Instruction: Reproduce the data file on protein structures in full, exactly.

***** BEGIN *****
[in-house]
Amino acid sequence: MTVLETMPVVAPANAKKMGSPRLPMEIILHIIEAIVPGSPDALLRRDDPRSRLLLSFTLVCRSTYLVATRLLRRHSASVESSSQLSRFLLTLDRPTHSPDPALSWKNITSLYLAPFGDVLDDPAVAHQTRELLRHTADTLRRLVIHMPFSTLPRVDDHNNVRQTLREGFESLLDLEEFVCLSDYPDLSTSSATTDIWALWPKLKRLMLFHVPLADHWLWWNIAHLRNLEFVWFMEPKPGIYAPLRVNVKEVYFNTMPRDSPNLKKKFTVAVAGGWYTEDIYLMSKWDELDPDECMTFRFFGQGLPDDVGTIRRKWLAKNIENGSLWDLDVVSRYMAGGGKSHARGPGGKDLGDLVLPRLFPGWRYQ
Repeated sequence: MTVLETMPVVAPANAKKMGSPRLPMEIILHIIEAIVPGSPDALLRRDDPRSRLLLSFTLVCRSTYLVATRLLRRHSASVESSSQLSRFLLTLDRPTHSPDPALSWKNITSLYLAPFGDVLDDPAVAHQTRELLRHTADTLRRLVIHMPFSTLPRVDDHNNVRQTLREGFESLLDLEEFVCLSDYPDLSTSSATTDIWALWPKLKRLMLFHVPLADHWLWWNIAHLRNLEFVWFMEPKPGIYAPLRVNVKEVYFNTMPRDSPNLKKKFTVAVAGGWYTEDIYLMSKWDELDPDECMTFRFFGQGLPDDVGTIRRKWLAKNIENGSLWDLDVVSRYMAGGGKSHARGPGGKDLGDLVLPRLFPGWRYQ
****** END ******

[in-house]
Amino acid sequence: MTVLETMPVVAPANAKKMGSPRLPMEIILHIIEAIVPGSPDALLRRDDPRSRLLLSFTLVCRSTYLVATRLLRRHSASVESSSQLSRFLLTLDRPTHSPDPALSWKNITSLYLAPFGDVLDDPAVAHQTRELLRHTADTLRRLVIHMPFSTLPRVDDHNNVRQTLREGFESLLDLEEFVCLSDYPDLSTSSATTDIWALWPKLKRLMLFHVPLADHWLWWNIAHLRNLEFVWFMEPKPGIYAPLRVNVKEVYFNTMPRDSPNLKKKFTVAVAGGWYTEDIYLMSKWDELDPDECMTFRFFGQGLPDDVGTIRRKWLAKNIENGSLWDLDVVSRYMAGGGKSHARGPGGKDLGDLVLPRLFPGWRYQ
Repeated sequence: MTVLETMPVVAPANAKKMGSPRLPMEIILHIIEAIVPGSPDALLRRDDPRSRLLLSFTLVCRSTYLVATRLLRRHSASVESSSQLSRFLLTLDRPTHSPDPALSWKNITSLYLAPFGDVLDDPAVAHQTRELLRHTADTLRRLVIHMPFSTLPRVDDHNNVRQTLREGFESLLDLEEFVCLSDYPDLSTSSATTDIWALWPKLKRLMLFHVPLADHWLWWNIAHLRNLEFVWFMEPKPGIYAPLRVNVKEVYFNTMPRDSPNLKKKFTVAVAGGWYTEDIYLMSKWDELDPDECMTFRFFGQGLPDDVGTIRRKWLAKNIENGSLWDLDVVSRYMAGGGKSHARGPGGKDLGDLVLPRLFPGWRYQ